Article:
• prizing and developing adaptability by developing clear parameters for success, and providing the apparatus to deliver
  • building muscle memory through wargaming exercises, so that the response to disruption is instinctive, anticipatory, and seamless
  • committing to continuous improvement by being willing to learn from and share previous failings or mistakes, and making these a springboard for further transformation and innovation

3. Develop a resilient ecosystem

The transport ecosystem, with its complex, cross-modal links, presents a unique resilience challenge. Disruption spreads easily across modes – and even across national boundaries. Our recommendations focus on:

  • seeing suppliers as strategic resilience partners, including building resilience considerations into the procurement process
  • increasing collaboration and knowledge share across modes, to ensure that customer outcomes come before competitive boundaries
  • linking up across transport ecosystems, including engaging with cross-modal national and international initiatives.

Ready for action?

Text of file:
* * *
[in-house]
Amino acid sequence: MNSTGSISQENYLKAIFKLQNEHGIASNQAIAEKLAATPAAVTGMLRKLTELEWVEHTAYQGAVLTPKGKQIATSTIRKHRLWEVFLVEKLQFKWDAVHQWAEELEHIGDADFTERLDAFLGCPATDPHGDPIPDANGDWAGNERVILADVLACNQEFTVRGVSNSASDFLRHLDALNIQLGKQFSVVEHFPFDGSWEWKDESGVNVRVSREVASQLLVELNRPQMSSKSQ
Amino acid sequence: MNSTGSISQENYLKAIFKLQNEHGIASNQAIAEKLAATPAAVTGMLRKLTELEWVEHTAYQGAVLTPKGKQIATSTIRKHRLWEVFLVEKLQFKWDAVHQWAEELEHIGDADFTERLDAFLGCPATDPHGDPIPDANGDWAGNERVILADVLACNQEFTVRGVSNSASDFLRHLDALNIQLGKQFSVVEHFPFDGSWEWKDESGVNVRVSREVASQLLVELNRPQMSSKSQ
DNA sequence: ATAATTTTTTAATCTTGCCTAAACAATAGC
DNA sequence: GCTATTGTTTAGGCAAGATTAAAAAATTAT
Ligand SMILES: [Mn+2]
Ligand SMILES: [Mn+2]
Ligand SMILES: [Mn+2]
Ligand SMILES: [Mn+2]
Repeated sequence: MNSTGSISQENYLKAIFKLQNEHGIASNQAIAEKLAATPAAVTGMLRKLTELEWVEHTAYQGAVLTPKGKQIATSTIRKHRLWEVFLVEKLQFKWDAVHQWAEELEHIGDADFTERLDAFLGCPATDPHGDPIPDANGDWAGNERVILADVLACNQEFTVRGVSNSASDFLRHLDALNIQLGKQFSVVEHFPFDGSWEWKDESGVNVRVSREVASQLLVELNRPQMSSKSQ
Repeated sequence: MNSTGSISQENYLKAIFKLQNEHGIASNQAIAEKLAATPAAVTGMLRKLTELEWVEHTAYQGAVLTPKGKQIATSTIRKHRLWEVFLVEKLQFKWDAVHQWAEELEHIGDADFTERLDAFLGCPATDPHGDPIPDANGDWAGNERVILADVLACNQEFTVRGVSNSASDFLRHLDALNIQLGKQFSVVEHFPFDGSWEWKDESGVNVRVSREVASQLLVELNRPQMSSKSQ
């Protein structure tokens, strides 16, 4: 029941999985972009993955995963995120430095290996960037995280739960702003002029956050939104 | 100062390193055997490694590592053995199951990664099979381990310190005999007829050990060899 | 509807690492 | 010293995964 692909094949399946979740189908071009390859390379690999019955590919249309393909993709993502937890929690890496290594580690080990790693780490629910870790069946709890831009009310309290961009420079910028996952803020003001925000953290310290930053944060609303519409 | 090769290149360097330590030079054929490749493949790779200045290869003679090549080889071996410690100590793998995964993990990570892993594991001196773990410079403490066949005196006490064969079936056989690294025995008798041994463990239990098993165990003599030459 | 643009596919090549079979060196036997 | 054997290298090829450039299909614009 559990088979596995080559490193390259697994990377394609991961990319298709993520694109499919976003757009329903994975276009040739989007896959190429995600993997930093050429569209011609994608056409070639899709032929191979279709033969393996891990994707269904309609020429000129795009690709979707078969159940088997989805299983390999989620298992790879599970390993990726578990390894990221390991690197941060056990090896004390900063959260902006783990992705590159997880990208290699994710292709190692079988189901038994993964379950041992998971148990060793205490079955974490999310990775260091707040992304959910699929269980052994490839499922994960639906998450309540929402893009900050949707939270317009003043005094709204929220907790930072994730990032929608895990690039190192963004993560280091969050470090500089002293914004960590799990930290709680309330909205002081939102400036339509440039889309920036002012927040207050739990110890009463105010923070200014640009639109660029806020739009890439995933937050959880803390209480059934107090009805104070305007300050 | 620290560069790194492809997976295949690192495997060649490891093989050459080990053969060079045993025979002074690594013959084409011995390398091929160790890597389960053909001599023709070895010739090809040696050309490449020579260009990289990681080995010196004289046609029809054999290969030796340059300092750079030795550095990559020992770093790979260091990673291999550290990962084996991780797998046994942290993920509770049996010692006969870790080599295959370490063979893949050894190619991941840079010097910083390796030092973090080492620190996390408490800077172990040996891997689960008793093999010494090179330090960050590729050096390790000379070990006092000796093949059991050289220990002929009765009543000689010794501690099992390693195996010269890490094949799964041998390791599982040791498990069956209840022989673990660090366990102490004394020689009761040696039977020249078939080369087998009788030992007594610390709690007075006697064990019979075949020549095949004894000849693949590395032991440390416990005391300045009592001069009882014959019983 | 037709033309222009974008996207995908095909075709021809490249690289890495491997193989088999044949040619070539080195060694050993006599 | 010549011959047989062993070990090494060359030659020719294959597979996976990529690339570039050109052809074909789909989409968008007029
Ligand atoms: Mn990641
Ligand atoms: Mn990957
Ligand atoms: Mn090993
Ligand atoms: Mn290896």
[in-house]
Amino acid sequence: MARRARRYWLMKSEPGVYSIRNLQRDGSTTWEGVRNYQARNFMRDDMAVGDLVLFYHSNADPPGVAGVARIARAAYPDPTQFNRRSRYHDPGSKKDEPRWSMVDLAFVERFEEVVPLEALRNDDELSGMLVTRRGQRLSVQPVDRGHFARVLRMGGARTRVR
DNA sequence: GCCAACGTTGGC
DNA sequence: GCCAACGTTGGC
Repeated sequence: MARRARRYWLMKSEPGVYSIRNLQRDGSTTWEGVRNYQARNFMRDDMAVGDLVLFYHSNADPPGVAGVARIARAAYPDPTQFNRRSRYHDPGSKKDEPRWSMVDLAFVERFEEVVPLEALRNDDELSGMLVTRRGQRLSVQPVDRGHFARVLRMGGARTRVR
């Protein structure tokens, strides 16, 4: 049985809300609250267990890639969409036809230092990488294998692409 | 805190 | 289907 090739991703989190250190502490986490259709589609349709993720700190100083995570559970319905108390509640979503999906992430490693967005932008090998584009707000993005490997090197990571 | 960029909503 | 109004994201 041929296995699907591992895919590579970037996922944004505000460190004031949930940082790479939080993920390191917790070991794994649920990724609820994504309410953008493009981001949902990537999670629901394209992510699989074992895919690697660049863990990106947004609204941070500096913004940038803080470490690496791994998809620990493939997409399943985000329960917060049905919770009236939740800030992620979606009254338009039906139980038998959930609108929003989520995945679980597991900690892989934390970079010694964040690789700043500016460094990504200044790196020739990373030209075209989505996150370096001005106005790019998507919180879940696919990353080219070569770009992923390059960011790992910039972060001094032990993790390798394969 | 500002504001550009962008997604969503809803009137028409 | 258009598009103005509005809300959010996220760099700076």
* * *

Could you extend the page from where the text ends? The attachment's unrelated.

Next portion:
After years of unprecedented disruption, transport leaders might be tempted to believe things are returning to normal. Nothing could be further from the truth. New disruptive events and trends are challenging the sector to develop a completely new type of always-on resilience.

Ultimately, this comes down to organisational survival – the ability to adapt and evolve to meet new threats in a sector where disruption will be a constant presence for years to come. Yet it’s also about competitiveness and growth – moving from ad-hoc responsiveness to a sustained level of resilience that enables you to anticipate, adapt to, and even shape the future.

This is the challenge and opportunity of the moment for transport leaders – and our recommendations propose practical ways to kick-start action, as well as providing an opportunity for leaders to build and share their views on a much-needed transport resilience agenda for change.